A modern lifestyle brand redefining motherhood

6 Aspects of Motherhood That Surprise Nannies

What if you could do a parenting internship before becoming an actual parent? Imagine it: You’d take your baby home from the hospital with a bunch of diapers and formula samples, along with some experience.

Such an “internship” exists. It’s called working as a nanny. In many ways, it’s an excellent way to develop confidence as a parent. Marilee O’Connor, mom of two, says the years she spent nannying were invaluable. As a nanny, she says she “met the parent [she] wanted to be and the parents [she] did not want to be” and that overall, she had a sense of what having kids would be like.

Jessica Ziegler on the other hand, says that though her nanny experience gave her the idea that she had the parenting thing “dialed in” she quickly learned her confidence was misguided. Ziegler, now the mother of a 13-year-old son and the illustrator of The Science of Parenthood, had worked for one family for three years before starting her own family.

While most nannies agree that their work experience was useful once they became parents, there are certain aspects of parenthood that nothing could have prepared them for.

1 | The sleep deprivation

Even the Navy Seals can’t tell you how to prepare for prolonged sleep deprivation. Not surprisingly, all of the women I talked to found themselves blindsided by the fatigue of new motherhood. Ziegler recalls being completely unprepared for the way motherhood interfered with her sleep – and for how long it took before she felt well-rested again. She recalls feeling “out to sea” during the early weeks of her son’s life. She also recalls, “I didn’t catch up on sleep until my son turned three.” Even Stephanie, a Boston mom with over 10 years of nanny experience, including sleep training says, “I did [sleep training] a lot with nanny kids but couldn’t do it until ten months with my own.”

2 | The baby phase

Many nannies said they were not prepared for the intensity of the early months of their first baby’s life. While many specifically mentioned breastfeeding as something totally foreign, many also remembered more generally, the feeling of being the only one their baby wanted. Lindsay Romero, now the mom of a one-year-old and a speech-language pathologist, says though she felt nannying gave her a pretty accurate picture of family life, she was not prepared for what she described as her daughter’s “constant need to be held or taken care of.” Moreover, she didn’t anticipate that she would be the only one her daughter would want in those moments. Romero says, “Moms are usually the ones kids want so as a nanny they are less clingy and fussy.”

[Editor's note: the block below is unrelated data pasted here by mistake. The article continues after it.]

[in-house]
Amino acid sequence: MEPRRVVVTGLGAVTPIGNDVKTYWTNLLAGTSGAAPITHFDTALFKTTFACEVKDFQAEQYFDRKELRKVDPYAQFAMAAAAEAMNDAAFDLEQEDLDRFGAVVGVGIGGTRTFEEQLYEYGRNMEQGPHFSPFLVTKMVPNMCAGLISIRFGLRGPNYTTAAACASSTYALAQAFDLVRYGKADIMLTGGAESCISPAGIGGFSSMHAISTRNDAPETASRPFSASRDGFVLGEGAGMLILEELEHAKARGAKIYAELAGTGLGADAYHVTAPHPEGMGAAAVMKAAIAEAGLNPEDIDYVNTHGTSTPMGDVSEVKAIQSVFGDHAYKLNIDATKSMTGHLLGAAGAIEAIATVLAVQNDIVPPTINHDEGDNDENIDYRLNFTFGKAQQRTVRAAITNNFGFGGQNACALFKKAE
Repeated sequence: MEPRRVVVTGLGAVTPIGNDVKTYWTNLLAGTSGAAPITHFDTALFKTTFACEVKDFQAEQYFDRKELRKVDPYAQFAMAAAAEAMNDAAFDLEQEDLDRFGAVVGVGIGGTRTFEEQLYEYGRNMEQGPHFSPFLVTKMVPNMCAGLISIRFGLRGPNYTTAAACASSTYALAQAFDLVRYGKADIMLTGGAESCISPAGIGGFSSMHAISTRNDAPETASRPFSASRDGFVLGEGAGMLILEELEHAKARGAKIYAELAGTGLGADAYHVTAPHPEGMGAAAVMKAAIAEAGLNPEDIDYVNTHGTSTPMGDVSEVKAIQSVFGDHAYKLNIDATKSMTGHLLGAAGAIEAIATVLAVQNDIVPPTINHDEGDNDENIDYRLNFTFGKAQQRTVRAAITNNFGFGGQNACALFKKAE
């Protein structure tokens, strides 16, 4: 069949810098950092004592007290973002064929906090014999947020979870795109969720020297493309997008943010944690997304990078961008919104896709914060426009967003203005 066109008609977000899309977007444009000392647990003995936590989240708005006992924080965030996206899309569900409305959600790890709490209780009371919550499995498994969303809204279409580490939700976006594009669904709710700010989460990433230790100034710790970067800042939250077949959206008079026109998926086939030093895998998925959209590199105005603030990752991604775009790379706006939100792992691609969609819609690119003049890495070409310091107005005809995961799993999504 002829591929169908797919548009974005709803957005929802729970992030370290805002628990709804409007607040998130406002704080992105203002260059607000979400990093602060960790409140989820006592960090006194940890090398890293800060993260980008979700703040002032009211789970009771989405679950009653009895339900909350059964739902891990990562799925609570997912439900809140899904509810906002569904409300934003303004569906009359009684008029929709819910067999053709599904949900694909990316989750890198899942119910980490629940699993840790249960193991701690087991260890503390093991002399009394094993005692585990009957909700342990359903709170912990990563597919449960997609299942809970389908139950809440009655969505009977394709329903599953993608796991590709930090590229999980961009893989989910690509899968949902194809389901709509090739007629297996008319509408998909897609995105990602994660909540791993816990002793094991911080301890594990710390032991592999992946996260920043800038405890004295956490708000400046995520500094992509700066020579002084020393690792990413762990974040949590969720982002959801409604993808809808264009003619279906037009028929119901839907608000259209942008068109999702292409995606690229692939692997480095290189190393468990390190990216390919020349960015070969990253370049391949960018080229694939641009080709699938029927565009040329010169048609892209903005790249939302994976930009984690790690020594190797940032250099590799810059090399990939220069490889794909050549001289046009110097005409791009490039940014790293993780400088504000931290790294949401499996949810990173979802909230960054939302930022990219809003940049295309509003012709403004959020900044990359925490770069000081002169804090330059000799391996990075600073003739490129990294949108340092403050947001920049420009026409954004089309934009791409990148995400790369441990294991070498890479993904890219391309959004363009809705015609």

Ziegler recalls struggling with postpartum anxiety, which she says she “didn’t even know was a thing” until she experienced it.

3 | The pressure

Over time, kids’ needs tend to grow less physical and more emotional. However, those needs can be just as intense. Now a writer, a teacher, and a mom of grown children, Mary Lanzavecchia nannied for the same family for three years before starting her own family. She explains, “the stakes feel higher” with her own kids “[because] you are helping grow a person into a functioning, valuable, and contributing member of society.” But as much as we try to be role models for our kids, we inevitably miss the mark. Says Lanzavecchia, “There are few things that feel more frustrating than seeing the not-so-desirable aspects of yourself appear in your child.”

4 | The Tetris calendar